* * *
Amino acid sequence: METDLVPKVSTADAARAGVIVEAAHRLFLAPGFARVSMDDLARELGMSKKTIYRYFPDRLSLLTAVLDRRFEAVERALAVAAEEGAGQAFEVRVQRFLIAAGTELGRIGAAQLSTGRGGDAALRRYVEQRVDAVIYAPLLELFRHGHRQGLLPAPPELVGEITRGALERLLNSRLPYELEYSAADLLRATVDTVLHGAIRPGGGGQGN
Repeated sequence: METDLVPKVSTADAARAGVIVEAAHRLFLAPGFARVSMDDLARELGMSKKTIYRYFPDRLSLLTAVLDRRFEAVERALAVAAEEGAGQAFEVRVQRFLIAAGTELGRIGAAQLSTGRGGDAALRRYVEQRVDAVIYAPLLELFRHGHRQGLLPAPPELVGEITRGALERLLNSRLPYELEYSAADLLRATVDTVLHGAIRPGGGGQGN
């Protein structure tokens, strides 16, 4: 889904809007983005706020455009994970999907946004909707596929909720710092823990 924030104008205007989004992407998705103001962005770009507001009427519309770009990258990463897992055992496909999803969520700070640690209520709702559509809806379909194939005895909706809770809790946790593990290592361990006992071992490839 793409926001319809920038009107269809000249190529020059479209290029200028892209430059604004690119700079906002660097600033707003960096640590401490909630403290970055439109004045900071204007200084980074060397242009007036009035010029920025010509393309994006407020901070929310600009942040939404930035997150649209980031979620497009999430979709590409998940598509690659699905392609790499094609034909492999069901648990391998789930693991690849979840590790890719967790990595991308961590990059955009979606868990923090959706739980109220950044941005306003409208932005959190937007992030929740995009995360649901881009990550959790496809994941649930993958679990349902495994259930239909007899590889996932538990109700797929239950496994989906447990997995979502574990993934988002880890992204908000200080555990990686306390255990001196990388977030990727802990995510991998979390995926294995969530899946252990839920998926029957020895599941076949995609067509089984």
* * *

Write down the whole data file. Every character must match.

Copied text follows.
Amino acid sequence: METDLVPKVSTADAARAGVIVEAAHRLFLAPGFARVSMDDLARELGMSKKTIYRYFPDRLSLLTAVLDRRFEAVERALAVAAEEGAGQAFEVRVQRFLIAAGTELGRIGAAQLSTGRGGDAALRRYVEQRVDAVIYAPLLELFRHGHRQGLLPAPPELVGEITRGALERLLNSRLPYELEYSAADLLRATVDTVLHGAIRPGGGGQGN
Repeated sequence: METDLVPKVSTADAARAGVIVEAAHRLFLAPGFARVSMDDLARELGMSKKTIYRYFPDRLSLLTAVLDRRFEAVERALAVAAEEGAGQAFEVRVQRFLIAAGTELGRIGAAQLSTGRGGDAALRRYVEQRVDAVIYAPLLELFRHGHRQGLLPAPPELVGEITRGALERLLNSRLPYELEYSAADLLRATVDTVLHGAIRPGGGGQGN
């Protein structure tokens, strides 16, 4: 889904809007983005706020455009994970999907946004909707596929909720710092823990 924030104008205007989004992407998705103001962005770009507001009427519309770009990258990463897992055992496909999803969520700070640690209520709702559509809806379909194939005895909706809770809790946790593990290592361990006992071992490839 793409926001319809920038009107269809000249190529020059479209290029200028892209430059604004690119700079906002660097600033707003960096640590401490909630403290970055439109004045900071204007200084980074060397242009007036009035010029920025010509393309994006407020901070929310600009942040939404930035997150649209980031979620497009999430979709590409998940598509690659699905392609790499094609034909492999069901648990391998789930693991690849979840590790890719967790990595991308961590990059955009979606868990923090959706739980109220950044941005306003409208932005959190937007992030929740995009995360649901881009990550959790496809994941649930993958679990349902495994259930239909007899590889996932538990109700797929239950496994989906447990997995979502574990993934988002880890992204908000200080555990990686306390255990001196990388977030990727802990995510991998979390995926294995969530899946252990839920998926029957020895599941076949995609067509089984």